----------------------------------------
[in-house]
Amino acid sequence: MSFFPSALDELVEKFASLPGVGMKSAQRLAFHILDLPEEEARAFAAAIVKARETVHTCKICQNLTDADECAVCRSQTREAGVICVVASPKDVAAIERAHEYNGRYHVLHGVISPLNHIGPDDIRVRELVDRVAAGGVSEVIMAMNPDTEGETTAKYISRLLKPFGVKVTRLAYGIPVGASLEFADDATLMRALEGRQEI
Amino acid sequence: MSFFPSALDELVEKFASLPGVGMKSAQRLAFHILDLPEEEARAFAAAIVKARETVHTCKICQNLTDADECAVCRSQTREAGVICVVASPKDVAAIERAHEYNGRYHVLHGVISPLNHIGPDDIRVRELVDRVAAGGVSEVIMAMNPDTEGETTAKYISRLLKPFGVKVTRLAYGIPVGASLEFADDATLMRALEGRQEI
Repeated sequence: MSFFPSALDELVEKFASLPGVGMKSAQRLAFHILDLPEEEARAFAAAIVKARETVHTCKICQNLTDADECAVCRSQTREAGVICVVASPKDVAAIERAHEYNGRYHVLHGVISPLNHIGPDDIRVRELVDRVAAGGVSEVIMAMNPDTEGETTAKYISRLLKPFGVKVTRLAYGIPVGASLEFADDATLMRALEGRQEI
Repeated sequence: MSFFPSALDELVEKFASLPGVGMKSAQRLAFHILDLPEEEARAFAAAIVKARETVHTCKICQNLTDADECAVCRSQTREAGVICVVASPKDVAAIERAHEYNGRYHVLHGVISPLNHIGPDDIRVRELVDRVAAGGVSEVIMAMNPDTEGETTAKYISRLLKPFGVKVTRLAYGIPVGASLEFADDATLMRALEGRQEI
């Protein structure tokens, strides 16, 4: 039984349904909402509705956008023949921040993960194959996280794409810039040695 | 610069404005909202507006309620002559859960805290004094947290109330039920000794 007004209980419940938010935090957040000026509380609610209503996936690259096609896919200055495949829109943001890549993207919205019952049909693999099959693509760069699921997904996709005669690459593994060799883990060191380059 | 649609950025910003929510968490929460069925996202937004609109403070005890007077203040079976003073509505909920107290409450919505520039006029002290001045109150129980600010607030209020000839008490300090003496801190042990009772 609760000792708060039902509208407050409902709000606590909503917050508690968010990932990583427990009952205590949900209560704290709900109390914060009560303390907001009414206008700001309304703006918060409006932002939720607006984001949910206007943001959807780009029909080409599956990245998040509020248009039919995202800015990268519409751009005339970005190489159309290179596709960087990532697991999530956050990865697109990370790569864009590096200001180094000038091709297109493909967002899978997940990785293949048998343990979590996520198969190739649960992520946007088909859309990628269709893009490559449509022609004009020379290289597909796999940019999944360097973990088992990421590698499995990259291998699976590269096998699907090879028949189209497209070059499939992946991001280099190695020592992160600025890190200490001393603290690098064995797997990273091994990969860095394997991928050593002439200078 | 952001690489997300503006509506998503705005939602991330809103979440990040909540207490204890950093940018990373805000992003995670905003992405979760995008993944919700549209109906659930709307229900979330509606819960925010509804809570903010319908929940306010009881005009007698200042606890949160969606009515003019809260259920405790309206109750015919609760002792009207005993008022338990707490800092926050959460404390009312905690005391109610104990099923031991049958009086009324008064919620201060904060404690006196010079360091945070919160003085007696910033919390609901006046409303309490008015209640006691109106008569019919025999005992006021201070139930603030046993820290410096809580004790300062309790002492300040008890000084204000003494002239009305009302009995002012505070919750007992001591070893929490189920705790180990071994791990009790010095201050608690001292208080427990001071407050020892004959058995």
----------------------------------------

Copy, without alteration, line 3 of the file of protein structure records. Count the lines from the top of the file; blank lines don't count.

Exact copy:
Amino acid sequence: MSFFPSALDELVEKFASLPGVGMKSAQRLAFHILDLPEEEARAFAAAIVKARETVHTCKICQNLTDADECAVCRSQTREAGVICVVASPKDVAAIERAHEYNGRYHVLHGVISPLNHIGPDDIRVRELVDRVAAGGVSEVIMAMNPDTEGETTAKYISRLLKPFGVKVTRLAYGIPVGASLEFADDATLMRALEGRQEI